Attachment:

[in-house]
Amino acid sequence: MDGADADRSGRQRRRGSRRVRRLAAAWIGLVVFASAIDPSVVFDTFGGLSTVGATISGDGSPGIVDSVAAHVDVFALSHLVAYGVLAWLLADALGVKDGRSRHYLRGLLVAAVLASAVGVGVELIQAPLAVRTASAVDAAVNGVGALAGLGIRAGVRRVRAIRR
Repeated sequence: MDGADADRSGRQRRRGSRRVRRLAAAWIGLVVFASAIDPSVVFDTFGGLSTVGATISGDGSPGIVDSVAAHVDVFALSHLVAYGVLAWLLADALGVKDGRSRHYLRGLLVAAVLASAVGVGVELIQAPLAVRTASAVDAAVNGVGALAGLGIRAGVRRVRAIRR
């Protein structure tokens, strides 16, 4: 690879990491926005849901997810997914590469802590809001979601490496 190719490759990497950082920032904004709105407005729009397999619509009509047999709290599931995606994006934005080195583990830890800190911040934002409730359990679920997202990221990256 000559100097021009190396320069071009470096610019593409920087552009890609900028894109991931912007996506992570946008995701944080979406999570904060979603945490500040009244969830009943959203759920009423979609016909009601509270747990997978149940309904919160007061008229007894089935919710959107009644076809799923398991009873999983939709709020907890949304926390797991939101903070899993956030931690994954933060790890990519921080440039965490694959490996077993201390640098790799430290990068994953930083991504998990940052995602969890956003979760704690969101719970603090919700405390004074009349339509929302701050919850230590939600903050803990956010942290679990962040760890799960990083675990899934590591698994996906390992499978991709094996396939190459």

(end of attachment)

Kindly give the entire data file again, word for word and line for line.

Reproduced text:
[in-house]
Amino acid sequence: MDGADADRSGRQRRRGSRRVRRLAAAWIGLVVFASAIDPSVVFDTFGGLSTVGATISGDGSPGIVDSVAAHVDVFALSHLVAYGVLAWLLADALGVKDGRSRHYLRGLLVAAVLASAVGVGVELIQAPLAVRTASAVDAAVNGVGALAGLGIRAGVRRVRAIRR
Repeated sequence: MDGADADRSGRQRRRGSRRVRRLAAAWIGLVVFASAIDPSVVFDTFGGLSTVGATISGDGSPGIVDSVAAHVDVFALSHLVAYGVLAWLLADALGVKDGRSRHYLRGLLVAAVLASAVGVGVELIQAPLAVRTASAVDAAVNGVGALAGLGIRAGVRRVRAIRR
């Protein structure tokens, strides 16, 4: 690879990491926005849901997810997914590469802590809001979601490496 190719490759990497950082920032904004709105407005729009397999619509009509047999709290599931995606994006934005080195583990830890800190911040934002409730359990679920997202990221990256 000559100097021009190396320069071009470096610019593409920087552009890609900028894109991931912007996506992570946008995701944080979406999570904060979603945490500040009244969830009943959203759920009423979609016909009601509270747990997978149940309904919160007061008229007894089935919710959107009644076809799923398991009873999983939709709020907890949304926390797991939101903070899993956030931690994954933060790890990519921080440039965490694959490996077993201390640098790799430290990068994953930083991504998990940052995602969890956003979760704690969101719970603090919700405390004074009349339509929302701050919850230590939600903050803990956010942290679990962040760890799960990083675990899934590591698994996906390992499978991709094996396939190459």